Centerback is particularly interesting, with European-based options Erik Palmer-Brown and Cameron Carter-Vickers getting their chances to show they can compete for a spot in Berhalter’s top four central defenders. The Gold Cup would allow them to compete against MLS standouts Miles Robinson and Walker Zimmerman, and potentially boost their stock as they seek summer transfer/loan moves.
If Berhalter can’t secure Palmer-Brown and Carter-Vickers, he has some other promising options, including NYCFC’s James Sands, who is definitely worthy of a place, and Auston Trusty, who merits a look given his MLS form and standing as one of the few true left-footed centerbacks in the pool.
Justin Che is a promising prospect, but it’s a long shot for Berhalter to include the 17-year-old as one of his four central defenders.
Missed the Cut: Aaron Herrera, Kyle Duncan, Shaq Moore, Justin Che, James Sands, Auston Trusty
Sebastian Lletget, Julian Green, Kellyn Acosta, Jackson Yueill, Cristian Roldan, Gianluca Busio
The Julian Green inclusion is surprising only in that he is set to begin his season with newly-promoted Bundesliga side Gruether Fürth, but it is clear if Berhalter brings him to the Gold Cup it is with an eye towards giving him a chance to show he can earn a role in World Cup qualifying. If Green is open to a Gold Cup inclusion —and all signs point to that being the case — it speaks volumes about his desire to play his way back into the USMNT picture.
The rest of the midfield group consists of veterans, though you have to think Berhalter can find room for Busio, who is in outstanding form, and could be poised for a summer transfer to Europe.
If Berhalter isn’t ready to include Busio, then Eryk Williamson would be a worthy option, though his exclusion from the U.S. Olympic qualifying squad makes you wonder where he stands in the USMNT pecking order.
Missed the Cut: Johnny Cardoso, Leon Flach, Eryk Williamson, Cole Bassett, Djordje Mihailovic
Daryl Dike, Matthew Hoppe, Paul Arriola, Cade Cowell, Rubio Rubin, Caden Clark
We have long assumed that Daryl Dike would take part in the Gold Cup, but given all the striker options at hand, you have to wonder if Berhalter might let Dike have a break given the long year he has had between MLS, national team duty and his loan to Barnsley.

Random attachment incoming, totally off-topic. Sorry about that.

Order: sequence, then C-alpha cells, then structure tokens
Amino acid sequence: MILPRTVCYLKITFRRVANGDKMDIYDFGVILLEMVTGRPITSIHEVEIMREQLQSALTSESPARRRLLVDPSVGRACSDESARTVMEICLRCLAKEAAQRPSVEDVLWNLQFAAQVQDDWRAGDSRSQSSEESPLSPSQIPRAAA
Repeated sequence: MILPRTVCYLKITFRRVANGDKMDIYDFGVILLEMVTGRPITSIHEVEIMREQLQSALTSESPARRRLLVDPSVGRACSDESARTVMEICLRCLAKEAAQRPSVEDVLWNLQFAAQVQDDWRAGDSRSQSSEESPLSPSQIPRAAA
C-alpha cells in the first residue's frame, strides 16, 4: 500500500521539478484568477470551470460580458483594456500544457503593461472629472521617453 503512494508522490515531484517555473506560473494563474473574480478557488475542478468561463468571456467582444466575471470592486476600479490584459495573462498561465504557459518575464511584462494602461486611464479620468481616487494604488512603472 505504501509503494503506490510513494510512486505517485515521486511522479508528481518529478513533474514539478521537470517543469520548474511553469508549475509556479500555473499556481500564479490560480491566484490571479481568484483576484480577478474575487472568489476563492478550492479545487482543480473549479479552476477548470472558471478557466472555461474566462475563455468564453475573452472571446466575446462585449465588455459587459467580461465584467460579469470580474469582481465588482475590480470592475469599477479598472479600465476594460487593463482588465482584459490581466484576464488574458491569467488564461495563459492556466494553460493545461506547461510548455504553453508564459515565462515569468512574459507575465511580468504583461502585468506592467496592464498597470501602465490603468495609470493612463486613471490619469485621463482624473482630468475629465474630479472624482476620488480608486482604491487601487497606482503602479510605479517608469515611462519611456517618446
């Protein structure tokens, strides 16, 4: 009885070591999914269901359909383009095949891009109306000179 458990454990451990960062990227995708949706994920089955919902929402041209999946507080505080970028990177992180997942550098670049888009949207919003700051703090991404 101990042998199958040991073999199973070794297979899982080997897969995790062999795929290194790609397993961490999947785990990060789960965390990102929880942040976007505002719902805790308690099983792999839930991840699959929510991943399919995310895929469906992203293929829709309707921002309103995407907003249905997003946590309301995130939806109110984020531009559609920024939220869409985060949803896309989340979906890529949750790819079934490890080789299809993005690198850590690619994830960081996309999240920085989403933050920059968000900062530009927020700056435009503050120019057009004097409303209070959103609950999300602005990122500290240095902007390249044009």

If Dike is part of the squad, then he’s a player who could be the showcase striker, but reports have Matthew Hoppe playing a role in the Gold Cup also. Whether Hoppe will operate purely as a striker, or be used in a wide role to give the team an added wing option, remains to be seen.
If Dike and Hoppe are the strikers then that means veterans Jozy Altidore and Gyasi Zardes would be ruled out. Altidore’s exclusion wouldn’t be the biggest shock given the fact he isn’t playing with Toronto FC, where he is essentially in exile while he waits a move away from the Canadian club. Zardes’ exclusion is more surprising, though it shouldn’t be taken as a sign that Zardes might not still have a part to play in World Cup qualifying. Berhalter knows Zardes all too well, and doesn’t need a Gold Cup to convince him that he can call on Zardes if he needs him.
Another option for Berhalter if he chooses not to bring in Dike is Nicholas Gioacchini, who impressed in the November friendlies.
The wing options are a bit thin, with Arriola the only pure winger in the group. Rubin has played on the wing before, and his excellent MLS form coupled with Guatemala’s attempts to lure him away from the USMNT picture would make including him for the Gold Cup a sensible maneuver. Caden Clark isn’t a traditional winger, but he can operate in that role in Berhalter’s 4-3-3 system, much like Brendan Aaronson has blossomed in that role.
If Berhalter finds himself wanting other wing options, then Corey Baird and Chris Mueller are the best of the rest of the natural wing options available.
Missed the Cut: Jozy Altidore, Gyasi Zardes, Nicholas Gioacchini, Corey Baird, Chris Mueller, Jeremy Ebobisse
What do you think of this group? Who made the cut that you were happy to see included? Who missed out that you feel should have made the team?
Share your thoughts below.